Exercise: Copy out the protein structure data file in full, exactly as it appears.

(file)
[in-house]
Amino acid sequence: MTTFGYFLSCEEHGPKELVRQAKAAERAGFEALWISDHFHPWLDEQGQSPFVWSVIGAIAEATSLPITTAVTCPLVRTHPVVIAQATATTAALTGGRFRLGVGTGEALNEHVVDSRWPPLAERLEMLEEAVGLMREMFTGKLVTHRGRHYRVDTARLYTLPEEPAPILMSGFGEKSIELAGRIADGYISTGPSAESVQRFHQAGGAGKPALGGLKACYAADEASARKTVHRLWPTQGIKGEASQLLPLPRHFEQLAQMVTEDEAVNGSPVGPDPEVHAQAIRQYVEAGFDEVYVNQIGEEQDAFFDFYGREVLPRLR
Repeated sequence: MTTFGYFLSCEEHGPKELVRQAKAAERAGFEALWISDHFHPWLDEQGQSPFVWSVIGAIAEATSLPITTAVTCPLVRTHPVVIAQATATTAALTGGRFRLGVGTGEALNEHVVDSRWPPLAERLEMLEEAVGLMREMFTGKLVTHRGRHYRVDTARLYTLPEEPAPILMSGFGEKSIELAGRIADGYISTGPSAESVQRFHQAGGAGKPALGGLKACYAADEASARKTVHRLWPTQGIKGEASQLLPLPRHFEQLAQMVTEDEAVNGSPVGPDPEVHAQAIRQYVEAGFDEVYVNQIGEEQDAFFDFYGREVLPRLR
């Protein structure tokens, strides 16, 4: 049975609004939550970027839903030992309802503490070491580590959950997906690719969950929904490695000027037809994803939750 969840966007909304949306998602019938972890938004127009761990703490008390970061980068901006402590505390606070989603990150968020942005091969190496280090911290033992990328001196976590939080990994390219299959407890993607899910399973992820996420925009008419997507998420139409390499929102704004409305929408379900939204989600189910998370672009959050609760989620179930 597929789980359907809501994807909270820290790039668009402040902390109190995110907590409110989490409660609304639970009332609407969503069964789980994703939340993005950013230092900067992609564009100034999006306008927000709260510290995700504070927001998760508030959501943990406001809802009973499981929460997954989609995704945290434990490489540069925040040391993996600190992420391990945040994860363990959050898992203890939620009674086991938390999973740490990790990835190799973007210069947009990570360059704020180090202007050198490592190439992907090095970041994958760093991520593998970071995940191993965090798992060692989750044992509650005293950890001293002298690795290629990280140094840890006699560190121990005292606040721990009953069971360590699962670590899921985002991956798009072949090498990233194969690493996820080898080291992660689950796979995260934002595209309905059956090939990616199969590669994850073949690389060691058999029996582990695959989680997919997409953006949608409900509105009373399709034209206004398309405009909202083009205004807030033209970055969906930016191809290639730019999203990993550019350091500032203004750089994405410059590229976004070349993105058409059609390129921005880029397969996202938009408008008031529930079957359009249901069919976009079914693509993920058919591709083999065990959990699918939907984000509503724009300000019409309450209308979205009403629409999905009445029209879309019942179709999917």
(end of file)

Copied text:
[in-house]
Amino acid sequence: MTTFGYFLSCEEHGPKELVRQAKAAERAGFEALWISDHFHPWLDEQGQSPFVWSVIGAIAEATSLPITTAVTCPLVRTHPVVIAQATATTAALTGGRFRLGVGTGEALNEHVVDSRWPPLAERLEMLEEAVGLMREMFTGKLVTHRGRHYRVDTARLYTLPEEPAPILMSGFGEKSIELAGRIADGYISTGPSAESVQRFHQAGGAGKPALGGLKACYAADEASARKTVHRLWPTQGIKGEASQLLPLPRHFEQLAQMVTEDEAVNGSPVGPDPEVHAQAIRQYVEAGFDEVYVNQIGEEQDAFFDFYGREVLPRLR
Repeated sequence: MTTFGYFLSCEEHGPKELVRQAKAAERAGFEALWISDHFHPWLDEQGQSPFVWSVIGAIAEATSLPITTAVTCPLVRTHPVVIAQATATTAALTGGRFRLGVGTGEALNEHVVDSRWPPLAERLEMLEEAVGLMREMFTGKLVTHRGRHYRVDTARLYTLPEEPAPILMSGFGEKSIELAGRIADGYISTGPSAESVQRFHQAGGAGKPALGGLKACYAADEASARKTVHRLWPTQGIKGEASQLLPLPRHFEQLAQMVTEDEAVNGSPVGPDPEVHAQAIRQYVEAGFDEVYVNQIGEEQDAFFDFYGREVLPRLR
């Protein structure tokens, strides 16, 4: 049975609004939550970027839903030992309802503490070491580590959950997906690719969950929904490695000027037809994803939750 969840966007909304949306998602019938972890938004127009761990703490008390970061980068901006402590505390606070989603990150968020942005091969190496280090911290033992990328001196976590939080990994390219299959407890993607899910399973992820996420925009008419997507998420139409390499929102704004409305929408379900939204989600189910998370672009959050609760989620179930 597929789980359907809501994807909270820290790039668009402040902390109190995110907590409110989490409660609304639970009332609407969503069964789980994703939340993005950013230092900067992609564009100034999006306008927000709260510290995700504070927001998760508030959501943990406001809802009973499981929460997954989609995704945290434990490489540069925040040391993996600190992420391990945040994860363990959050898992203890939620009674086991938390999973740490990790990835190799973007210069947009990570360059704020180090202007050198490592190439992907090095970041994958760093991520593998970071995940191993965090798992060692989750044992509650005293950890001293002298690795290629990280140094840890006699560190121990005292606040721990009953069971360590699962670590899921985002991956798009072949090498990233194969690493996820080898080291992660689950796979995260934002595209309905059956090939990616199969590669994850073949690389060691058999029996582990695959989680997919997409953006949608409900509105009373399709034209206004398309405009909202083009205004807030033209970055969906930016191809290639730019999203990993550019350091500032203004750089994405410059590229976004070349993105058409059609390129921005880029397969996202938009408008008031529930079957359009249901069919976009079914693509993920058919591709083999065990959990699918939907984000509503724009300000019409309450209308979205009403629409999905009445029209879309019942179709999917």